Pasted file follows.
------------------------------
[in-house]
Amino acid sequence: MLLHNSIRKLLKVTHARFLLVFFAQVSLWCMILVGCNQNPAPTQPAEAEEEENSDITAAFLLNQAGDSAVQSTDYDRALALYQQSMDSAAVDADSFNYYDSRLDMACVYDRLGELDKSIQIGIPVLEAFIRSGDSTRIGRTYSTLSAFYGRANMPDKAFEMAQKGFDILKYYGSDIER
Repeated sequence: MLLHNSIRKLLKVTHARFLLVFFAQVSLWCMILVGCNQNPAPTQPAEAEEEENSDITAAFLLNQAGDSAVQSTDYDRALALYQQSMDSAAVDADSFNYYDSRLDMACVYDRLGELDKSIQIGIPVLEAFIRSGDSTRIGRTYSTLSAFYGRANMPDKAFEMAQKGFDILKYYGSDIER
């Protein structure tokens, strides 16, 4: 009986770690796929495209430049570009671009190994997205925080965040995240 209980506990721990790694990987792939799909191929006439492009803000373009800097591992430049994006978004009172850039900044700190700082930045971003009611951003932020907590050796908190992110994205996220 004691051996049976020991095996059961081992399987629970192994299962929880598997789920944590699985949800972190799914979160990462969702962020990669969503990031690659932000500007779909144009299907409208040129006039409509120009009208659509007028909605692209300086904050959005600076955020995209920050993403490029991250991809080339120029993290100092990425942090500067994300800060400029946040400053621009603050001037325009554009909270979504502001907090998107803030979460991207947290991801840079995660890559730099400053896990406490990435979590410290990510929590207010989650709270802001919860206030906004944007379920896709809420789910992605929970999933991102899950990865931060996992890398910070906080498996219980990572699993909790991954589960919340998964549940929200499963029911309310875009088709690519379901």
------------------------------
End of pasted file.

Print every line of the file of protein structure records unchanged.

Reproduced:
[in-house]
Amino acid sequence: MLLHNSIRKLLKVTHARFLLVFFAQVSLWCMILVGCNQNPAPTQPAEAEEEENSDITAAFLLNQAGDSAVQSTDYDRALALYQQSMDSAAVDADSFNYYDSRLDMACVYDRLGELDKSIQIGIPVLEAFIRSGDSTRIGRTYSTLSAFYGRANMPDKAFEMAQKGFDILKYYGSDIER
Repeated sequence: MLLHNSIRKLLKVTHARFLLVFFAQVSLWCMILVGCNQNPAPTQPAEAEEEENSDITAAFLLNQAGDSAVQSTDYDRALALYQQSMDSAAVDADSFNYYDSRLDMACVYDRLGELDKSIQIGIPVLEAFIRSGDSTRIGRTYSTLSAFYGRANMPDKAFEMAQKGFDILKYYGSDIER
């Protein structure tokens, strides 16, 4: 009986770690796929495209430049570009671009190994997205925080965040995240 209980506990721990790694990987792939799909191929006439492009803000373009800097591992430049994006978004009172850039900044700190700082930045971003009611951003932020907590050796908190992110994205996220 004691051996049976020991095996059961081992399987629970192994299962929880598997789920944590699985949800972190799914979160990462969702962020990669969503990031690659932000500007779909144009299907409208040129006039409509120009009208659509007028909605692209300086904050959005600076955020995209920050993403490029991250991809080339120029993290100092990425942090500067994300800060400029946040400053621009603050001037325009554009909270979504502001907090998107803030979460991207947290991801840079995660890559730099400053896990406490990435979590410290990510929590207010989650709270802001919860206030906004944007379920896709809420789910992605929970999933991102899950990865931060996992890398910070906080498996219980990572699993909790991954589960919340998964549940929200499963029911309310875009088709690519379901």